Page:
Pakistan extradites Bali bombing suspect
JAKARTA, Indonesia (AP) -- A key suspect in the 2002 Bali bombings that killed 202 people was returned Thursday to Indonesia to stand trial, six months after he was captured in the same northwestern Pakistani town where Osama bin Laden was killed.
Umar Patek, an al-Qaida-linked Indonesian militant, had a $1 million bounty on his head when authorities caught up with him Jan. 25 in Abbottabad -- just a few miles from where U.S. commandos killed al-Qaida chief bin Laden in a raid four months later.
Patek, 41, has admitted scouting out Bali for the attack on two nightclubs packed with foreign tourists and helping to assemble the 2,250-pound bomb that was hidden inside a van, according to Ansyaad Mbai, Indonesia's anti-terrorism chief.
No trial date has been set.
Army kills 11, presses bid to quell protests
BEIRUT (AP) -- The Syrian army killed 11 people Thursday in a western town near the Lebanese border and stormed a northwestern town near Turkey's border, activists said.
The shooting in Qusair also wounded many others, according to several Syrian human rights and activists groups.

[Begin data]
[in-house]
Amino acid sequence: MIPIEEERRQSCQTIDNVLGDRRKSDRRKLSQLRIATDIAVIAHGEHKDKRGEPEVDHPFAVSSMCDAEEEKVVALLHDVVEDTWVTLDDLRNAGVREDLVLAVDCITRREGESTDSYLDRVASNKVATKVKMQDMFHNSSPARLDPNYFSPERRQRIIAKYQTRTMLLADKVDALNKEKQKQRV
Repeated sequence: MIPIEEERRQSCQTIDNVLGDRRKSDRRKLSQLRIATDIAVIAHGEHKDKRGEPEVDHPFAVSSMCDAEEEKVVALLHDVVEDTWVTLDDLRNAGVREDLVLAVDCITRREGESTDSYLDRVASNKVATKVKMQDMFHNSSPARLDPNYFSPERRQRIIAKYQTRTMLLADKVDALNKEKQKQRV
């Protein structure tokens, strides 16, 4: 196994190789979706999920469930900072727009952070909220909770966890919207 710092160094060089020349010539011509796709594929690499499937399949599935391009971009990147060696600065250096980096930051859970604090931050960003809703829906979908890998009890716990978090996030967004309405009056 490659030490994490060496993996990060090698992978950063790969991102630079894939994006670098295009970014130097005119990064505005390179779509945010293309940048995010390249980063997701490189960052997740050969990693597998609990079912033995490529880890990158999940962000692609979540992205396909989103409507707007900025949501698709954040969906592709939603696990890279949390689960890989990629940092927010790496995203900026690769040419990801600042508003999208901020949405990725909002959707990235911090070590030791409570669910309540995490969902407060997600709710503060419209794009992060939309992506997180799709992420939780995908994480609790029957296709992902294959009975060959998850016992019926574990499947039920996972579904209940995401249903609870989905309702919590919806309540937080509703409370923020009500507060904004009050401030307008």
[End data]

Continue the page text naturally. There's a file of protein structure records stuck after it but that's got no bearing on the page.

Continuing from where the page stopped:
In Saraqeb, near the Turkish border, troops detained at least 100 people, according to the London-based Syrian Observatory for Human Rights.
The assaults reflected the determination of President Bashar Assad to crush the 5-month-old uprising despite mounting international condemnation.
In Washington, the White House said President Obama spoke with Turkish Prime Minister Tayyip Erdogan, who met with Assad earlier this week, to underscore his deep concern about the Syrian government's use of violence against civilians.
Project moves ahead in East Jerusalem
JERUSALEM (AP) -- Israel's interior minister gave final authorization to build 1,600 apartments in disputed East Jerusalem and will approve 2,700 more in days, officials said Thursday.
Prime Minister Benjamin Netanyahu's office knew the construction plans were moving ahead, Interior Ministry spokesman Roi Lachmanovich said. An earlier approval for the 1,600-apartment project embarrassed Netanyahu and caused a diplomatic rift with the U.S. because it coincided with a visit by U.S. Vice President Biden.
Lachmanovich said the new apartments were necessary to deal with a housing shortage.